Burning like a silver flame

M. Ward sees little difference when it comes to old and new ideas of love.

Keri Carlson

The most romantic stories make falling in love seem old fashioned. It’s the same kind of charm found flipping through your grandparents’ wedding photos. A good love story is classic. Maybe too much cynicism in our current culture has made many of us believe that walks in the park and sharing a malt are ancient practices not applicable to a generation that “hooks up” casually and without shame. But love is not old fashioned at all. Rather, it is timeless.

Because M. Ward plays intimate songs deeply rooted in Americana which center around heartache and the spinning head sensation that someone amazing gives you, he is often mistaken for an old-fashioned romantic. He challenges the notion that romance lives solely in the past in his song “Fool Says,” in which he sings, “You thought that all romantic fools had died / I’m here to tell you that they lied.”

Much of M. Ward’s work does indeed sound old, like a scratched 45 record of a folksy blues artist from the 1940s. “My head is stuck in the past. It fortifies me more to listen to old records,” the artist admitted. But he also said, “It’s strange talking to people saying this is old music. In my opinion it isn’t that old. Old music now is Bananarama! I think of old music more like 15th century classical composers.”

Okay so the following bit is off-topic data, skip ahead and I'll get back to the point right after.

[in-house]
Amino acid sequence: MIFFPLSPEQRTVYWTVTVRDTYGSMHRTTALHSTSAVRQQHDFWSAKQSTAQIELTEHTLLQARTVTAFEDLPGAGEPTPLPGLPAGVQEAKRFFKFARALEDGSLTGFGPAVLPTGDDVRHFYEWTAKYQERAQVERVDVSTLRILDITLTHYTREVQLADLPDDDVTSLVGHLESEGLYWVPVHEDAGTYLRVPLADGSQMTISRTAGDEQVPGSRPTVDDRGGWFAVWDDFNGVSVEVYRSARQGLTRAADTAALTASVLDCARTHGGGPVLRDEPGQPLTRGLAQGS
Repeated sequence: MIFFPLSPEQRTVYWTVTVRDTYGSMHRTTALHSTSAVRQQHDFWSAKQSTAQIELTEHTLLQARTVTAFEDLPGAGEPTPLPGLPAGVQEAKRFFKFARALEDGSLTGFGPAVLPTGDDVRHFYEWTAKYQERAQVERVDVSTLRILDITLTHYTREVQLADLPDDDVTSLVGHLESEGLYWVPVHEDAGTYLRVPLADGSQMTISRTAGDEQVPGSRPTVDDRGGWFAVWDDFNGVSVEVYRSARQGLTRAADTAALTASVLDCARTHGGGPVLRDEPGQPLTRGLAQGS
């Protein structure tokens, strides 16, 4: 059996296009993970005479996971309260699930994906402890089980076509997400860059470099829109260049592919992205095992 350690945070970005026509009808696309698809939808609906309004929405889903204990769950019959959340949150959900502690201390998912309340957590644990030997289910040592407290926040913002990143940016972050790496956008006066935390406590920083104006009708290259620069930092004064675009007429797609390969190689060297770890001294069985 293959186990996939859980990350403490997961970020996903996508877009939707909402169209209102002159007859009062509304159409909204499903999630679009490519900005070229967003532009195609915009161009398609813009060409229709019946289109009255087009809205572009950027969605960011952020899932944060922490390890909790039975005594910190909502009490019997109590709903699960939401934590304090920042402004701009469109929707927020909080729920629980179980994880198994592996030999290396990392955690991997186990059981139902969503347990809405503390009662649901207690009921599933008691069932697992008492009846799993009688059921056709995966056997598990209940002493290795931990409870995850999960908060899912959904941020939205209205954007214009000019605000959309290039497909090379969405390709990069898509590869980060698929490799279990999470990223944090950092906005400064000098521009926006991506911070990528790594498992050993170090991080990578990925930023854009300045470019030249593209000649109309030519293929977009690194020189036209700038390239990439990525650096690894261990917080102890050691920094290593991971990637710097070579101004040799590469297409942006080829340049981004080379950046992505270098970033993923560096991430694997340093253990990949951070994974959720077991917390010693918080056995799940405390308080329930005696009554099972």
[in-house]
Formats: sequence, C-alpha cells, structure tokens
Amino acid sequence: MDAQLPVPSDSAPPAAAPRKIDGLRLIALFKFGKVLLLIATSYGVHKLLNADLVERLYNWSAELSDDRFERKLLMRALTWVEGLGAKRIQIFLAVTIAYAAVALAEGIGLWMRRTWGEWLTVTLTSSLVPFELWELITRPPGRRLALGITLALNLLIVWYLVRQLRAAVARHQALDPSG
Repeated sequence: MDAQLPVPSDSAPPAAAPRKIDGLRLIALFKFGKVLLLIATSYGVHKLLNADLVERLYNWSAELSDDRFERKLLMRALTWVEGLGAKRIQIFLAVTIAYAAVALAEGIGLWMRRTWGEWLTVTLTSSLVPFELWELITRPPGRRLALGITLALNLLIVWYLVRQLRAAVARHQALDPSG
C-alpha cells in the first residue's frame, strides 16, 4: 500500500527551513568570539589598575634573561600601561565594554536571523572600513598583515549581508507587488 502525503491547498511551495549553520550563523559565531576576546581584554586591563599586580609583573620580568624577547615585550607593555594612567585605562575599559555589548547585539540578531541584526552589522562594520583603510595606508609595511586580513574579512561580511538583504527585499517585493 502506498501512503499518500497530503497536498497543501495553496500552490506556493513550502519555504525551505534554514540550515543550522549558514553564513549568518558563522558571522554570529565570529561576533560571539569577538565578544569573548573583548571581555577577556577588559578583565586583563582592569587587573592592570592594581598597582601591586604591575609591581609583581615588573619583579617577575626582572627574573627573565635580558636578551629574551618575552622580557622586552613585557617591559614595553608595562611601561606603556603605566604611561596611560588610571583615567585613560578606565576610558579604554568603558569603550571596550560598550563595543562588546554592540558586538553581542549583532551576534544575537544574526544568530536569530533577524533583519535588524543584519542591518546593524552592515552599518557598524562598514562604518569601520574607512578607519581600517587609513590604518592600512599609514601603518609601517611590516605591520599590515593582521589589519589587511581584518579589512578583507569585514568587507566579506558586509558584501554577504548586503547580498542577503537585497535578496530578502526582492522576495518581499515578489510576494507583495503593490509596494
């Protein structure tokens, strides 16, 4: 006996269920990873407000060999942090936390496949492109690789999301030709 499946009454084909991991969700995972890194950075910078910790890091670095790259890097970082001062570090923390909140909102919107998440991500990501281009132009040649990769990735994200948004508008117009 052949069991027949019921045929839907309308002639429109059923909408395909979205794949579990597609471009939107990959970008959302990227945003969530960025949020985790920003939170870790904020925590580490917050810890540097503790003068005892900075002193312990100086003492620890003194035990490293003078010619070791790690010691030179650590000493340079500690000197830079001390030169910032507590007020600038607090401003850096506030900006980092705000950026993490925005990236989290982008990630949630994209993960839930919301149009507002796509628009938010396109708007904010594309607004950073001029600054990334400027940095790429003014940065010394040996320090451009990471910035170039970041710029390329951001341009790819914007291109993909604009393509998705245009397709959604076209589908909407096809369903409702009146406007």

Though M. Ward’s albums dig into roots music, he never sounds as if he is simply rehashing the past and repeating other people’s work. While classic country and blues artists are his most obvious influences, M. Ward adds dashes of punk and experimental music that were made within his lifetime. His blend of these different styles works so well because he sees how they fit together, how they are similar.

“There are more similarities between what Robert Johnson and (Sonic Youth guitarist) Thurston Moore do than there are differences,” M. Ward said. “I don’t draw too much of a line in music, it’s all the same era to me. 20th century music fits into one puzzle.”

M. Ward’s album of last year, “Transfiguration of Vincent,” finds quickly plucked guitar strings with a soft touch of twang gently rolling over layers of hazy guitars and M. Wards dusty vocals. It seems as though M. Ward has, in a way, transcended time. He turned styles associated with the past into something unique and vibrant. “Transfiguration” is not an album that will slowly fade into time. His beautiful melodies will forever be just as charming. The only word that truly captures M. Ward’s music is timeless.